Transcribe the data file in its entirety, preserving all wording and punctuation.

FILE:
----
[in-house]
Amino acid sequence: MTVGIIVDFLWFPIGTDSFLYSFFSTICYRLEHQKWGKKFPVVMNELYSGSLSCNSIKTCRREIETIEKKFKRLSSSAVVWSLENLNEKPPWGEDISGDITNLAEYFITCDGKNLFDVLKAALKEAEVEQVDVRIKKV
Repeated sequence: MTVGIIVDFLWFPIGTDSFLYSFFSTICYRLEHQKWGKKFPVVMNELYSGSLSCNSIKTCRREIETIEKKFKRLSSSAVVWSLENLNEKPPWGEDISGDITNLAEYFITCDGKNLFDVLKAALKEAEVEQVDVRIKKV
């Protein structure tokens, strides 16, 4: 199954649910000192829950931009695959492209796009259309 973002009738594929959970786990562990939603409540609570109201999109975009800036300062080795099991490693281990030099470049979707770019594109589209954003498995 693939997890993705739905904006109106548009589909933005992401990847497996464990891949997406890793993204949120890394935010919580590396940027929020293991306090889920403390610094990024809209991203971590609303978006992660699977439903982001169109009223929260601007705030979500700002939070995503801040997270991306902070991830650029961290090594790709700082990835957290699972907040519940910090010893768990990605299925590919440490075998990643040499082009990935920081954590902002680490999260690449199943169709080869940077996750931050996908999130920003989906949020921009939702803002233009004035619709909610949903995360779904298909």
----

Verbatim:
[in-house]
Amino acid sequence: MTVGIIVDFLWFPIGTDSFLYSFFSTICYRLEHQKWGKKFPVVMNELYSGSLSCNSIKTCRREIETIEKKFKRLSSSAVVWSLENLNEKPPWGEDISGDITNLAEYFITCDGKNLFDVLKAALKEAEVEQVDVRIKKV
Repeated sequence: MTVGIIVDFLWFPIGTDSFLYSFFSTICYRLEHQKWGKKFPVVMNELYSGSLSCNSIKTCRREIETIEKKFKRLSSSAVVWSLENLNEKPPWGEDISGDITNLAEYFITCDGKNLFDVLKAALKEAEVEQVDVRIKKV
């Protein structure tokens, strides 16, 4: 199954649910000192829950931009695959492209796009259309 973002009738594929959970786990562990939603409540609570109201999109975009800036300062080795099991490693281990030099470049979707770019594109589209954003498995 693939997890993705739905904006109106548009589909933005992401990847497996464990891949997406890793993204949120890394935010919580590396940027929020293991306090889920403390610094990024809209991203971590609303978006992660699977439903982001169109009223929260601007705030979500700002939070995503801040997270991306902070991830650029961290090594790709700082990835957290699972907040519940910090010893768990990605299925590919440490075998990643040499082009990935920081954590902002680490999260690449199943169709080869940077996750931050996908999130920003989906949020921009939702803002233009004035619709909610949903995360779904298909």